They range from ages 18 to 36, and reportedly go abroad every 3-4 months for leisure. China’s demographic for young luxury travelers are growing exponentially, and they’ve got new expectations.
Spending an average of $65,000 and $34,000 every year on tourism and travel shopping respectively, China’s latest luxury generation add bespoke luxury experiences, innovative digital offerings including guest services on smart devices and Wi-Fi to their list of standard expectations. In other words, the better equipped the hotel is with digital offerings such as Wi-Fi and Smart TVs, the more likely they are to find their overall stay enjoyable.
Among their favorite destinations in the world, Japan tops the list for shopping and food, while France leads European countries. For leisure, the Chinese travelers list Australia as their top destination. USA also remained a popular destination for business travel.
The reports come as a conclusive result in the Chinese Luxury Traveler 2016, a collaborative study like never before between Marriott International, Inc. and the Hurun Research Institute. A main conclusion draws from a recurring pattern among this generation of luxury travelers, who prefer a digital mode of communication, especially when it comes down to services, information and guest services.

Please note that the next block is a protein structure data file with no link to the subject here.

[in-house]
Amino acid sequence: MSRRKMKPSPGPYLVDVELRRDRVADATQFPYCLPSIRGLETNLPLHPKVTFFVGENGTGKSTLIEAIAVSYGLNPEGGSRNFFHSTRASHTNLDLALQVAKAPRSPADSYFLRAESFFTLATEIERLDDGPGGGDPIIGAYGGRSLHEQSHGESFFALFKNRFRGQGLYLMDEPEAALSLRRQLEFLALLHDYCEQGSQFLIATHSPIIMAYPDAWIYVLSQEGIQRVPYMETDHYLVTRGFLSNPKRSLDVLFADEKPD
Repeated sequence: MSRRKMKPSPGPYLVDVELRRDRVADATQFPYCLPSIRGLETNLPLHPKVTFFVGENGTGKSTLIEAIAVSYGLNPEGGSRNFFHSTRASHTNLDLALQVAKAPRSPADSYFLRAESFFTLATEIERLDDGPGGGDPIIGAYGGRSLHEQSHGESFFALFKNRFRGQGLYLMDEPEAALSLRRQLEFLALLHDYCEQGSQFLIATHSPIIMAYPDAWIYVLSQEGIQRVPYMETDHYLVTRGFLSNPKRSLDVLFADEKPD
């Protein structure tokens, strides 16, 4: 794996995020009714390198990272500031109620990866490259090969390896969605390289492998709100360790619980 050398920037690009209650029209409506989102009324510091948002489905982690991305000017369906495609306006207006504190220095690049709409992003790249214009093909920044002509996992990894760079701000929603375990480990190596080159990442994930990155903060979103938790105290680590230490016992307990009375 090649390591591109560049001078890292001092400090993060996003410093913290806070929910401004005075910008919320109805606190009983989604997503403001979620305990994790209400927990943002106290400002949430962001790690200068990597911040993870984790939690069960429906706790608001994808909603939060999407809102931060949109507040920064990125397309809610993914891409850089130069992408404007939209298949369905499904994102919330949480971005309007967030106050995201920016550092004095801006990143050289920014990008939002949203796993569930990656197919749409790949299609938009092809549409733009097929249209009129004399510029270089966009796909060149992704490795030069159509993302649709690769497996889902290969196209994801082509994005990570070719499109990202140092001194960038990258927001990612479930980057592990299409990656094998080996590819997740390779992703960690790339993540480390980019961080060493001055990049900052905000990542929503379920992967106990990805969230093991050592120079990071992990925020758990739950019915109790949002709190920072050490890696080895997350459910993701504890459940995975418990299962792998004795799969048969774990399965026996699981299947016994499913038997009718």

Loyalty programs have also appeared to lost their flavor with the new crowd, and are increasingly seen as common and of low worth, especially with an influx of choices and opportunities.
“We are responding to the desire for personalized luxury and services by evolving our loyalty program Marriott Rewards, which goes far beyond hotel-level perks,” said Peggy Fang Roe, Chief Sales and Marketing Officer, Asia Pacific at Marriott International. “A new hospitality program called “Li Yu” (礼遇) is tailored specifically for our Chinese guests, with Mandarin speaking personalized assistance and service across our hotels to make them feel at home, wherever they go.”
Rupert Hoogewerf, Hurun Report Chairman and Chief Researcher believes that while the economy has slowed, there is a steady growth in the impact on overseas travel from affluent individuals.
“The young luxury travelers has developed significant spending firepower, minted on the back of the recent boom in Chinese entrepreneurship, together with a growing class of second generation ‘rich kids’,” said Hoogewerf.